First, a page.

Impressions from the Festival
When the strange becomes familiar, and the familiar strange, when what is near seems to gain distance and what seemed distant turns out be next door, then you probably are at the 6th Göttingen International Ethnographic Film Festival.
Since the 8 May, the IWF Knowledge and Media has become a lively centre of discussions on ethnographic film. Almost around the clock guests from all over the world, filmmakers, students of visual anthropology and others interested in film, register at the festival bureau. Both cinemas in IWF are filled in capacity crowd, even the benches in the foyer are occupied in order to see the films at the monitor there. The video library containing all the 240 films submitted for the festival is booked from morning till night, there is even a growing waiting list! The atmosphere is creative, relaxed, inspiring - everybody seems in an excellent mood..
In regard of the sunny weather on Thursday, IWF director Professor Christian Floto decided spontaneously to hold the opening ceremony not indoors, but in the IWF garden, an idea which also helped finding enough space for so many more festival visitors than expected.
On Saturday, 11 May, at 6.30 p.m. almost 200 spectators were eagerly awaiting the announcement of this year's winner of the Student Award: "And the Winner is: "Domov !" - a film by British filmmaker Rosie Read on a social institution in Prague.The jury to decide about the Student Award this year was composed of three internationally well-known anthropologists: Berit Madsen/Aarhus, Steef Meyknecht/Leiden and Joachim Wossidlo/Münster. Their statement for the winning film included the following passage: "Dealing with this apparent tragedy, the filmmaker remains sensitive to the humour and vitality of the two main characters. Instead of exploiting existing stereotypes, the filmmaker inspires her characters to stick to their individual qualities. By her direct and honest approach, Rosie Read makes the persons appear as complete humans. In "Domov" the close relationship between the filmmaker and the protagonists are materialized, in fact intersubjectivity becomes visual."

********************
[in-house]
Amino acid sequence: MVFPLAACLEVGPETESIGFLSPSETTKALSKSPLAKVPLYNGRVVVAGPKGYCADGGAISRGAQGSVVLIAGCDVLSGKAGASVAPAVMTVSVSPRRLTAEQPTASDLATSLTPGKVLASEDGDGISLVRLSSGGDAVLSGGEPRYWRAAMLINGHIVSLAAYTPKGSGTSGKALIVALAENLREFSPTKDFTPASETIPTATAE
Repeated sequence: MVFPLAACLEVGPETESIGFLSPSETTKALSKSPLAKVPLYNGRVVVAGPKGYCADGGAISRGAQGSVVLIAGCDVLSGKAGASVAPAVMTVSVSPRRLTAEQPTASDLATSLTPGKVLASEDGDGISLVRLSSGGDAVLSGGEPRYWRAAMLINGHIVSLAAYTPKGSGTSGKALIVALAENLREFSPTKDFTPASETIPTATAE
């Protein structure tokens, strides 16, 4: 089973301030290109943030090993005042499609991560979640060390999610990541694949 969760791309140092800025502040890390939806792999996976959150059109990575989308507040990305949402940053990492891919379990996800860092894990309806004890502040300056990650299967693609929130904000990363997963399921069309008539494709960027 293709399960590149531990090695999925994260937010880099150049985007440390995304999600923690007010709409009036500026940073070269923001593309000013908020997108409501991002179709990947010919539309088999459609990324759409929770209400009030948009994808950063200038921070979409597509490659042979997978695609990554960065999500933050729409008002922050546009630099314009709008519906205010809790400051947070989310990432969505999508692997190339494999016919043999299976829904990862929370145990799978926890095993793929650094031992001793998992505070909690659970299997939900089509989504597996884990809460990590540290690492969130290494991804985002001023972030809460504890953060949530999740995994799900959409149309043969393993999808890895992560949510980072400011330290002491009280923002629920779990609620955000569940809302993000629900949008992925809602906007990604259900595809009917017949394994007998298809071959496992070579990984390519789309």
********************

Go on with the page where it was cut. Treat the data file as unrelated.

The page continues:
Cheered by the audience this award was handed by the first-ever winner of the Student Award, Catarina Alves Costa from Portugal. As Rosie Read could not be present herself, the award was handed to her former co-student, and now teacher, Amanda Ravetz from the Granada Centre of Visual Anthropology in Manchester.Apart from the Student Award the jury gave two commendations as honourable mentions: The film "Safar" was commended for its unusual quality of cinematography and its narrative structure as well as for its use and integration of already existing audio-visual material.The second honourable mention was given to the charming film "Chimney Sweep" by the young Polish film students Katarzyna Wala and Olga Stobiecka, a film about myth and reality of the profession of chimney sweepers. After the Award Ceremony two music films put the audience into the right mood for the ensuing party. And although that party lasted into the early hours of Sunday morning, many visitors were ready for further film screenings, which continued Sunday morning at 9.30, as at all the other festival days too.